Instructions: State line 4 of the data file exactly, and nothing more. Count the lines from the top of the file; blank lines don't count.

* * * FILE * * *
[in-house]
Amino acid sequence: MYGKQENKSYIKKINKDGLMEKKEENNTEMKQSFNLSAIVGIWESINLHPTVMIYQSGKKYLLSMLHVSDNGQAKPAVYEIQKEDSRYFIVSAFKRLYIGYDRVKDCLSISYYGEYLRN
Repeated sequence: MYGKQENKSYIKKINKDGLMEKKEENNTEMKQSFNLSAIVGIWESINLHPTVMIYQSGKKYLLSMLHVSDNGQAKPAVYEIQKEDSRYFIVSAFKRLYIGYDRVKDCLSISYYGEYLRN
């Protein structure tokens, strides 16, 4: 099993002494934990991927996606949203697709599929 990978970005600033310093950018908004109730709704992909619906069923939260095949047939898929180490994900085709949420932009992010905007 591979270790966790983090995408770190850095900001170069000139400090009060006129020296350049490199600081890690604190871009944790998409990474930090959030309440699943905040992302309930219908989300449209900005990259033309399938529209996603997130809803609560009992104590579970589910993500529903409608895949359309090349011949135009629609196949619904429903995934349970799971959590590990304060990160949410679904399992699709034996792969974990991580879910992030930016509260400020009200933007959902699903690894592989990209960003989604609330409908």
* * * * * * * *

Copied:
């Protein structure tokens, strides 16, 4: 099993002494934990991927996606949203697709599929 990978970005600033310093950018908004109730709704992909619906069923939260095949047939898929180490994900085709949420932009992010905007 591979270790966790983090995408770190850095900001170069000139400090009060006129020296350049490199600081890690604190871009944790998409990474930090959030309440699943905040992302309930219908989300449209900005990259033309399938529209996603997130809803609560009992104590579970589910993500529903409608895949359309090349011949135009629609196949619904429903995934349970799971959590590990304060990160949410679904399992699709034996792969974990991580879910992030930016509260400020009200933007959902699903690894592989990209960003989604609330409908």